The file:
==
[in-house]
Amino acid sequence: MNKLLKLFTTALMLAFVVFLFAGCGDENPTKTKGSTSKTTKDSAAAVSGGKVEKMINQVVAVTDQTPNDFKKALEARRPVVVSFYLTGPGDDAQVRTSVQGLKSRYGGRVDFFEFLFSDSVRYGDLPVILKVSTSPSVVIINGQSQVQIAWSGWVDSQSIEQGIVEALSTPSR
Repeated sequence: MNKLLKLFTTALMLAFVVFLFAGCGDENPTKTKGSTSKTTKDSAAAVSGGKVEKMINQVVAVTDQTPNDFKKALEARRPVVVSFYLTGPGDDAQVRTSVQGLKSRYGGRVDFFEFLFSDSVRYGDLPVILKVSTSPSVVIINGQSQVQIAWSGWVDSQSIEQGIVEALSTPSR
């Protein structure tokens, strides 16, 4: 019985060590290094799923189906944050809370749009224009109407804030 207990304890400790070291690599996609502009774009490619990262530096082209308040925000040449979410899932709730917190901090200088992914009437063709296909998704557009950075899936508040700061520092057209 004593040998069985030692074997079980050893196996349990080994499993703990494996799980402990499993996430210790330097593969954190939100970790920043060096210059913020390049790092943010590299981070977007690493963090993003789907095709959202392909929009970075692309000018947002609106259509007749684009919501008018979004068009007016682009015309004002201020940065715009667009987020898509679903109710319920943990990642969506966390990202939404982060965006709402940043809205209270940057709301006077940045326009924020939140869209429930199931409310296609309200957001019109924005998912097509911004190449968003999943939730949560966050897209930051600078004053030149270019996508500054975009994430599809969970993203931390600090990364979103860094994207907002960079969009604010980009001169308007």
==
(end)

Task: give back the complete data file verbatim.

[in-house]
Amino acid sequence: MNKLLKLFTTALMLAFVVFLFAGCGDENPTKTKGSTSKTTKDSAAAVSGGKVEKMINQVVAVTDQTPNDFKKALEARRPVVVSFYLTGPGDDAQVRTSVQGLKSRYGGRVDFFEFLFSDSVRYGDLPVILKVSTSPSVVIINGQSQVQIAWSGWVDSQSIEQGIVEALSTPSR
Repeated sequence: MNKLLKLFTTALMLAFVVFLFAGCGDENPTKTKGSTSKTTKDSAAAVSGGKVEKMINQVVAVTDQTPNDFKKALEARRPVVVSFYLTGPGDDAQVRTSVQGLKSRYGGRVDFFEFLFSDSVRYGDLPVILKVSTSPSVVIINGQSQVQIAWSGWVDSQSIEQGIVEALSTPSR
């Protein structure tokens, strides 16, 4: 019985060590290094799923189906944050809370749009224009109407804030 207990304890400790070291690599996609502009774009490619990262530096082209308040925000040449979410899932709730917190901090200088992914009437063709296909998704557009950075899936508040700061520092057209 004593040998069985030692074997079980050893196996349990080994499993703990494996799980402990499993996430210790330097593969954190939100970790920043060096210059913020390049790092943010590299981070977007690493963090993003789907095709959202392909929009970075692309000018947002609106259509007749684009919501008018979004068009007016682009015309004002201020940065715009667009987020898509679903109710319920943990990642969506966390990202939404982060965006709402940043809205209270940057709301006077940045326009924020939140869209429930199931409310296609309200957001019109924005998912097509911004190449968003999943939730949560966050897209930051600078004053030149270019996508500054975009994430599809969970993203931390600090990364979103860094994207907002960079969009604010980009001169308007």